• During the intro sequence, there is a part where you use your pistol and shoot a cannon fuse to make it go off. Well, following the instructions, I shot the cannon, and it subsequently flew off into the horizon like it was guzzling energy drinks.

  • One time, while standing on a boat during a cutscene my character unexplicably flew straight into the air and shot across the water and landed face first in a tree… then popped up about three feet away as if nothing happened

  • I cooked a ton of raw meat over a fire, while standing in the fire.

  • (This was actually scripted, it just cracks me up) I kicked over a humongous tree (like, ten feet wide) so I could use it as a bridge. Kicked it.

  • Once, I swam toward a ghost pirate ship with my AI follower next to me and when we touched the side of the boat we flew out of the ocean and back into our boat a half-mile away

Pirates and monsters? You’ve gone too far Risen 3.

Now, you might notice that up till now I haven’t talked much about the story, and that might feel odd for a review about an RPG. But there’s a good reason for it, and it’s because it honestly felt very generic. There’s nothing that you haven’t played through before in Risen 3. There’s a medieval theme and the hefty pirate elements, that are kind of interesting in the sense that they’re paired together (which is something that you really don’t see too much), but other than that, this is a typical role-player with no outstanding story elements. You’ll be playing through fetch quests, collecting loot and such, and that’s about it.

It’s an RPG with tons to do as well. But while that might sound like a good thing at first, consider that with all the issues that the game has technically and mechanically, it’s an absolute slog to get through most of it and the decent-sized campaign (about 20 hours or so) definitely does drag on.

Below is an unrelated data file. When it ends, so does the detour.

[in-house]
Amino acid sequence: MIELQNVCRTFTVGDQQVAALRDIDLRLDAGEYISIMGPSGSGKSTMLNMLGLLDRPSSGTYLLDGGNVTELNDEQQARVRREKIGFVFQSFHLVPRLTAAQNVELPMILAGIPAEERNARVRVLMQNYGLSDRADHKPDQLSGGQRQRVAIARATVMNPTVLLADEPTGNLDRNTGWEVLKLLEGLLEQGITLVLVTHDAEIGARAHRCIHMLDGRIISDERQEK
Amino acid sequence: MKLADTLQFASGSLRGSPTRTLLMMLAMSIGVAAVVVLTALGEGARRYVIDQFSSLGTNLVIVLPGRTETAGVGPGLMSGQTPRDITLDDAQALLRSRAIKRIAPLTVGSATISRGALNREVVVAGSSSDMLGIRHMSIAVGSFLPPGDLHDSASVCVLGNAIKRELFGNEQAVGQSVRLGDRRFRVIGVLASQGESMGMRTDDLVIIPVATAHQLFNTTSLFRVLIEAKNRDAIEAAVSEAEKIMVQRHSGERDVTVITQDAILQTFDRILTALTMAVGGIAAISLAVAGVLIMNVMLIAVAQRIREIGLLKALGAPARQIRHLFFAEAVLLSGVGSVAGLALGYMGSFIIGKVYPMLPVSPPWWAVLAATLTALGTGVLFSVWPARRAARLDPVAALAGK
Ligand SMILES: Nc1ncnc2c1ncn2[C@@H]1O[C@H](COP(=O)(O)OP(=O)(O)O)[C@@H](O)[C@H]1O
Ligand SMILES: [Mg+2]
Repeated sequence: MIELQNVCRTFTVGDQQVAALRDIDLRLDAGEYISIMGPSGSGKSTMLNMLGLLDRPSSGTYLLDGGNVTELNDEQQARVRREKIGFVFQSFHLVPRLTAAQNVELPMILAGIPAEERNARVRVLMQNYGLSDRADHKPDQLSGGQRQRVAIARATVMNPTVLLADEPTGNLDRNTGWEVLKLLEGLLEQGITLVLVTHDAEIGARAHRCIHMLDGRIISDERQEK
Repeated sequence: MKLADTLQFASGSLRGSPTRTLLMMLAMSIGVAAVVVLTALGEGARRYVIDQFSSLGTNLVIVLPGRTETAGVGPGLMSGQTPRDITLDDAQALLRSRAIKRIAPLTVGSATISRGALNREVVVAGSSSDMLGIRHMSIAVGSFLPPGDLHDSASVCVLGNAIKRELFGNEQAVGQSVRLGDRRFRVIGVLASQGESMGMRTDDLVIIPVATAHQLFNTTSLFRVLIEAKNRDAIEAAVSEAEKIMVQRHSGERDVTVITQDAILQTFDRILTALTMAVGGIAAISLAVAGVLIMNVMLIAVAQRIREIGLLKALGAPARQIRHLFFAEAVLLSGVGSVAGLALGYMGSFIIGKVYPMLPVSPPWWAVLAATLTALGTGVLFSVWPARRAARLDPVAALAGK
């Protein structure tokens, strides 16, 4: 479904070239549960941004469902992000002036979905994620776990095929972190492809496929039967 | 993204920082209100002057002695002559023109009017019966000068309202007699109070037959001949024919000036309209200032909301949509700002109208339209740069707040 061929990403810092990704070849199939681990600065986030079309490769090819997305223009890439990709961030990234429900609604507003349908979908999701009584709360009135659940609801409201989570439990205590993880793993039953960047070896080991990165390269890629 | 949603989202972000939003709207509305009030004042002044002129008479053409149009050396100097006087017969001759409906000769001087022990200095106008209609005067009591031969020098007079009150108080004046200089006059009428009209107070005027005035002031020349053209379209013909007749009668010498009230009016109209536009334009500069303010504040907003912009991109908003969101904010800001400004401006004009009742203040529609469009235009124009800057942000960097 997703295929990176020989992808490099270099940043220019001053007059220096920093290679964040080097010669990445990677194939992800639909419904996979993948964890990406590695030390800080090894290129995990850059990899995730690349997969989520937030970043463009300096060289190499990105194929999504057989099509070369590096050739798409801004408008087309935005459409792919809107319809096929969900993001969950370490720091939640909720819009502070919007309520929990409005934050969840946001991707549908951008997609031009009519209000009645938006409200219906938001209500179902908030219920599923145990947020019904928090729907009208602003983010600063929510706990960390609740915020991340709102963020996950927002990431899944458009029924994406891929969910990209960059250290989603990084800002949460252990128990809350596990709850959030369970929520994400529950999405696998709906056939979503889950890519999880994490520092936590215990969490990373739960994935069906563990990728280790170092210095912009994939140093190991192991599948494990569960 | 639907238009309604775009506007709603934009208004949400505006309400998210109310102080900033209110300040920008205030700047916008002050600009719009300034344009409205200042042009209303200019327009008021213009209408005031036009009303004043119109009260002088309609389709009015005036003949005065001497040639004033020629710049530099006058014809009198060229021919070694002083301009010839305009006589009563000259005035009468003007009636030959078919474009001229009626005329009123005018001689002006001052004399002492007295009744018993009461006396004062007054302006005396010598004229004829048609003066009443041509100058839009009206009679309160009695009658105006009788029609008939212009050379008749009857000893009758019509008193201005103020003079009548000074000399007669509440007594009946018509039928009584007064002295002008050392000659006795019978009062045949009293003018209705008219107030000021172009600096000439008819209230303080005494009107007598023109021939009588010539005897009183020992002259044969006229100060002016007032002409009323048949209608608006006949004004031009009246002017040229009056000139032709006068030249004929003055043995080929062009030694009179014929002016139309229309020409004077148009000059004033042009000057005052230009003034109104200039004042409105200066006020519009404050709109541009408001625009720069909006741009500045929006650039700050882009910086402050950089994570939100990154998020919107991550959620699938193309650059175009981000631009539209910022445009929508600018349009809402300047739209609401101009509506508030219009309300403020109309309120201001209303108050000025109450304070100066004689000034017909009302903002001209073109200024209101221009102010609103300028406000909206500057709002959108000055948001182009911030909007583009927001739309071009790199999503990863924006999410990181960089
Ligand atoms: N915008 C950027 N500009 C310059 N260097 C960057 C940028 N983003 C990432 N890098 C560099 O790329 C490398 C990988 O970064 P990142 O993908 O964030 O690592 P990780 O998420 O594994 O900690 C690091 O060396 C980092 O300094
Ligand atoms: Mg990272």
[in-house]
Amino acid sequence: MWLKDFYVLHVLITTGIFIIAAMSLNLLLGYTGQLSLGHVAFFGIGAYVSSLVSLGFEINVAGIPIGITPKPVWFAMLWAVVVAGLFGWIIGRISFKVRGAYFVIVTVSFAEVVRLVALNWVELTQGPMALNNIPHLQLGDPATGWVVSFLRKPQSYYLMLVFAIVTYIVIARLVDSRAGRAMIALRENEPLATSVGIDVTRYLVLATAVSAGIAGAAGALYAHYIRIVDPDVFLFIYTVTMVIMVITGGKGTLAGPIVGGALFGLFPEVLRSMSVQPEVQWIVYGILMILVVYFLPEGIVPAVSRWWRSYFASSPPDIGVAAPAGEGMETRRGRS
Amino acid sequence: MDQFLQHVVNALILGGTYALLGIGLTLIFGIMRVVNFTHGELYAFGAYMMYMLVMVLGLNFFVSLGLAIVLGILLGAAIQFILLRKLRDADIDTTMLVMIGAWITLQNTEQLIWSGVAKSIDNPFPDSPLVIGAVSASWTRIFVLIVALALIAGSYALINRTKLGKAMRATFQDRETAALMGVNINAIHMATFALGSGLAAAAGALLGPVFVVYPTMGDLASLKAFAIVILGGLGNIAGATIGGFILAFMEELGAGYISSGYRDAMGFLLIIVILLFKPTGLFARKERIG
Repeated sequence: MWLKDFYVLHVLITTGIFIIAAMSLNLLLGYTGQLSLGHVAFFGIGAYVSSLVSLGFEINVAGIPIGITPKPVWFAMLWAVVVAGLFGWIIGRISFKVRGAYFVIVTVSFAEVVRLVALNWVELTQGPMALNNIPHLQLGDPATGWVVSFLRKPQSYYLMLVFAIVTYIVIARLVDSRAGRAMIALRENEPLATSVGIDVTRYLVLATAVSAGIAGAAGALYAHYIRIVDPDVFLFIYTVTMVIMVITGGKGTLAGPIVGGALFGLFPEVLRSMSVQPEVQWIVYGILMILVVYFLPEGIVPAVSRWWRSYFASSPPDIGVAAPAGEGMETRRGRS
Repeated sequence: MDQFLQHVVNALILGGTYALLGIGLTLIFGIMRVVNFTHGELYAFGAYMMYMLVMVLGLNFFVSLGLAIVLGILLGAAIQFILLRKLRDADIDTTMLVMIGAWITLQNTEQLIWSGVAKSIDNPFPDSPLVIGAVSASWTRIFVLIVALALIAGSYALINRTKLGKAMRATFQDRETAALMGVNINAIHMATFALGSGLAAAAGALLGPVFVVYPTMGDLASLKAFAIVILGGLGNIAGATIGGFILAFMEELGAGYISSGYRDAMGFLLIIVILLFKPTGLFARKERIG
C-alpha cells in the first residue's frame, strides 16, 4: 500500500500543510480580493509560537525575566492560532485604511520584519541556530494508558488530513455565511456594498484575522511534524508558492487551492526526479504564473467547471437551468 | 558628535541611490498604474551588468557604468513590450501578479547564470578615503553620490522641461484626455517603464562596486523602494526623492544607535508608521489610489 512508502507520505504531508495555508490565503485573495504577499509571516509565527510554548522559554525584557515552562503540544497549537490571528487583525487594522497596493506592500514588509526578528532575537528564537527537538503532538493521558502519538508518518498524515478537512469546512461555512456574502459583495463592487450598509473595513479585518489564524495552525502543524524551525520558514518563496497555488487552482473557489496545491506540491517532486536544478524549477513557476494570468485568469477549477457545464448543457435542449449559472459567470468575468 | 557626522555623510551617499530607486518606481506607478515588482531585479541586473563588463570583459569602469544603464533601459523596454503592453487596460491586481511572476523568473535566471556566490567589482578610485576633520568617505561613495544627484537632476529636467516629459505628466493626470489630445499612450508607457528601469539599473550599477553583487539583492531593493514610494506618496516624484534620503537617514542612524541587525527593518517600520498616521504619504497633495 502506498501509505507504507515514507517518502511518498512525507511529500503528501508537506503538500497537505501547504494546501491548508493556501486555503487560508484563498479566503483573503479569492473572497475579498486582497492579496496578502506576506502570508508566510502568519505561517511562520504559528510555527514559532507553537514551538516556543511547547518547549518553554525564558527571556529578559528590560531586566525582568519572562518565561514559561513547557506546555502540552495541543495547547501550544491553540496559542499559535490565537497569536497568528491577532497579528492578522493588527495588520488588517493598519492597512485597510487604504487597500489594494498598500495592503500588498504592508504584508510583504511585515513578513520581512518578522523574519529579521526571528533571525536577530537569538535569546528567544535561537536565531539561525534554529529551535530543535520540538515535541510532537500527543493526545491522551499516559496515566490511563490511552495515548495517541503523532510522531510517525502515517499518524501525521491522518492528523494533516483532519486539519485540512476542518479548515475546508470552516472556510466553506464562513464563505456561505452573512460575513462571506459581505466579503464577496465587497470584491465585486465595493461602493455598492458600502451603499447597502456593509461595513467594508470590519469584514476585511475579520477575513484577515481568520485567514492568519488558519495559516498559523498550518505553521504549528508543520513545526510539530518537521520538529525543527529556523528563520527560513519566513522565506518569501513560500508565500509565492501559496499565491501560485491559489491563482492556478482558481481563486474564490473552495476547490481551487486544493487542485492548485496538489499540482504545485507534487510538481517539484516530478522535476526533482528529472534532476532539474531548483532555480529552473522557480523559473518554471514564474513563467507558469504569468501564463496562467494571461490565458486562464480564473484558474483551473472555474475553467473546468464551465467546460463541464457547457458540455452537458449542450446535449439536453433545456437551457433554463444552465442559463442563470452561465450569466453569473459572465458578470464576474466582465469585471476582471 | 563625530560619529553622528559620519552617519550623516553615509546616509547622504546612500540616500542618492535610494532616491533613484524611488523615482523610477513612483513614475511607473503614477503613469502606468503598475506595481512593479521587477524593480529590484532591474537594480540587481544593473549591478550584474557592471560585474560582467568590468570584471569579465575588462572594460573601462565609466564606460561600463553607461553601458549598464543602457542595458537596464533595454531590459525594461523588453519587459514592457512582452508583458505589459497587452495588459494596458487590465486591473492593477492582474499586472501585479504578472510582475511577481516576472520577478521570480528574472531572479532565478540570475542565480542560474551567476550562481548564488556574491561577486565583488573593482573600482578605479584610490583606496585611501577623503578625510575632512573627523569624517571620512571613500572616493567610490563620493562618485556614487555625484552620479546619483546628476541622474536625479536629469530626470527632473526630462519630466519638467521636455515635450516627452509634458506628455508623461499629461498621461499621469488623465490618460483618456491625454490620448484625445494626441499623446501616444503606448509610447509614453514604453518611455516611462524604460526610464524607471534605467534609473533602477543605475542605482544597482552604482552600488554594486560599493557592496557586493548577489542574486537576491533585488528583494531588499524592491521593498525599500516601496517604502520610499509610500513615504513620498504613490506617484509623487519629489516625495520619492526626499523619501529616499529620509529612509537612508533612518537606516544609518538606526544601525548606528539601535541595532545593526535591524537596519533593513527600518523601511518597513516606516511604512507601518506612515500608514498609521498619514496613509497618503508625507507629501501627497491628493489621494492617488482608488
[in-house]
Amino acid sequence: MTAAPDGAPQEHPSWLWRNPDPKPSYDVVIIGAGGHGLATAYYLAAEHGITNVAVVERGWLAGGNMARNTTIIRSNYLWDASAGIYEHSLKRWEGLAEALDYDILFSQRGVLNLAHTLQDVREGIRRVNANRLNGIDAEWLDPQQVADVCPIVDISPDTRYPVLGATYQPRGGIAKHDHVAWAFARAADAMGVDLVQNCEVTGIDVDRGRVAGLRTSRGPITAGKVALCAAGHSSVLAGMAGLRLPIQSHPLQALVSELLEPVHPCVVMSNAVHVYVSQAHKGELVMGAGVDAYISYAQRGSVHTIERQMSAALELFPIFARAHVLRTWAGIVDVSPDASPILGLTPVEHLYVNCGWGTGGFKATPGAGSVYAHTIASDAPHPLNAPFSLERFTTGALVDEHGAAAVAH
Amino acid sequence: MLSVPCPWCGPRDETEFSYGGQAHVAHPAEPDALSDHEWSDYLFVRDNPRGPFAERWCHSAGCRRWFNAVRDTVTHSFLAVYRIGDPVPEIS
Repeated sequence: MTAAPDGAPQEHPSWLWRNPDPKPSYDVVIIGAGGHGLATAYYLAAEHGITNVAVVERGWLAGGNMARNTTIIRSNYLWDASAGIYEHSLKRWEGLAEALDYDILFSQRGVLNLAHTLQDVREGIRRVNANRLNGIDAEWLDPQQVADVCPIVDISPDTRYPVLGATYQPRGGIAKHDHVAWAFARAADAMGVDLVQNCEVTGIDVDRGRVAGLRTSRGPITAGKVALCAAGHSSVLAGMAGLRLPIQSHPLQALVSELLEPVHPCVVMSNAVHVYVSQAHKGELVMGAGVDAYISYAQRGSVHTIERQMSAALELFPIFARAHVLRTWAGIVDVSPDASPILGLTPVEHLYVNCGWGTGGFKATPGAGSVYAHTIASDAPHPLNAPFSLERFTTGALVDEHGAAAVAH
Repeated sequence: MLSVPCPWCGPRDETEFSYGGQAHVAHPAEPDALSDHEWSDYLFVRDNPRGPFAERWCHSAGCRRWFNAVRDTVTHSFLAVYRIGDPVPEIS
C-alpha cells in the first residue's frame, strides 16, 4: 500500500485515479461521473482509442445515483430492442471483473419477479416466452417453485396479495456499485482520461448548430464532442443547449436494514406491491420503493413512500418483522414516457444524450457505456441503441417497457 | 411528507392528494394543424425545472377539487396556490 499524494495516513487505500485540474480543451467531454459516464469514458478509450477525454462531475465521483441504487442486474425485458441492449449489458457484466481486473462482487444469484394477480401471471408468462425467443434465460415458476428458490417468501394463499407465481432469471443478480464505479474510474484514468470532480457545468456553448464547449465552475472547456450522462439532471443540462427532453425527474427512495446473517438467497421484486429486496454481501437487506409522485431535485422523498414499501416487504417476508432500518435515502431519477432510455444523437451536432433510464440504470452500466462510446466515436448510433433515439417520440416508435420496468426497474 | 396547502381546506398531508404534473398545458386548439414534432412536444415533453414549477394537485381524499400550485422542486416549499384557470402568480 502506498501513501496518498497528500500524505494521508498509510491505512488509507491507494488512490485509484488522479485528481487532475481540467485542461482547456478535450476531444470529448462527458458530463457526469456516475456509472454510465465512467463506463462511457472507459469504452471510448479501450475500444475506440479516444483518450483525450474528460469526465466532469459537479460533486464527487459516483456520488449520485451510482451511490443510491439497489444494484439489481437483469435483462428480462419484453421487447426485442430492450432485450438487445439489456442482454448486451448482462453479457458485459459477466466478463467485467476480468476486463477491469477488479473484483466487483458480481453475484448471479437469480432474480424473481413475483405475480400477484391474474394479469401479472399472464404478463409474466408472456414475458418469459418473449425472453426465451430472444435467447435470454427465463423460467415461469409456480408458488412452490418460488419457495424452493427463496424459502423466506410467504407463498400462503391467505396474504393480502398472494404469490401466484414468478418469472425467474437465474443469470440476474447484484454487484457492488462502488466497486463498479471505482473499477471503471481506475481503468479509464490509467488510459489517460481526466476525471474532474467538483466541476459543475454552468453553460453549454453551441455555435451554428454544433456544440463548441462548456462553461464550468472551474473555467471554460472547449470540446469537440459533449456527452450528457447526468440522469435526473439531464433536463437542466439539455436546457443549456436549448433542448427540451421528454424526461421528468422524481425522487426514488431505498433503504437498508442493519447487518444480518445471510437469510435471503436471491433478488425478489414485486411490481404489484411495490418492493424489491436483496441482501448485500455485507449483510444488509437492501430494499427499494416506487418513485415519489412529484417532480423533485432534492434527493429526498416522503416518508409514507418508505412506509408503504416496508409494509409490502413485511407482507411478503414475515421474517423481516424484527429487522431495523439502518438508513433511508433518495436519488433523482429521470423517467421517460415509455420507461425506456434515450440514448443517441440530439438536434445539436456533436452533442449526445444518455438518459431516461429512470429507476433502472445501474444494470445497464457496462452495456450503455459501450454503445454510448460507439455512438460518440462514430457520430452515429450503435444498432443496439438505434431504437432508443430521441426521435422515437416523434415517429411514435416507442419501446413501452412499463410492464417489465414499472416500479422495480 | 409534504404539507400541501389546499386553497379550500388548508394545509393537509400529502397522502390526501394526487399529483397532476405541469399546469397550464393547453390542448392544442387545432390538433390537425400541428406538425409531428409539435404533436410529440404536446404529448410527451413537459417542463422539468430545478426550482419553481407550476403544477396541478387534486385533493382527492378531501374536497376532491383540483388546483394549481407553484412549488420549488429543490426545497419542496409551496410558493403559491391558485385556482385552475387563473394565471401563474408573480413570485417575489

Final Thoughts

Risen 3: Titan Lords was surprisingly not the worst game I’ve ever played. That specific title still goes to Ride to Hell: Retribution.

For all of its flaws and its perfect imperfections though, all of me does not dislike all of it (yes, that is a reference to something), and I had some fun playing Risen 3. It wasn’t bad in the sense that it’s so bad it isn’t enjoyable at all, it was bad in the way that it’s fun. I mean, for all its flaws, I feel pretty comfortable in saying that I enjoyed it. I’d buy it at a low price, perhaps like ten dollars. But I definitely wouldn’t pay full retail for it.

I will say this though, as a series that never seemed to really get off the ground, maybe it’s time to let just Risen die (ha! punspunspunspunspuns).

About Jake Callier

Five parts actual review, 2 parts sarcasm, 2 parts bad puns, and one part self loathing = one of my game reviews.

Check Also

Trailer: From a shadowy world, action platformer Somber seeks to creep players out

An open-world, action-platformer? That’s the billing for developer David Söderström’s Somber. A very different kind …

Leave a Reply

Your email address will not be published. Required fields are marked *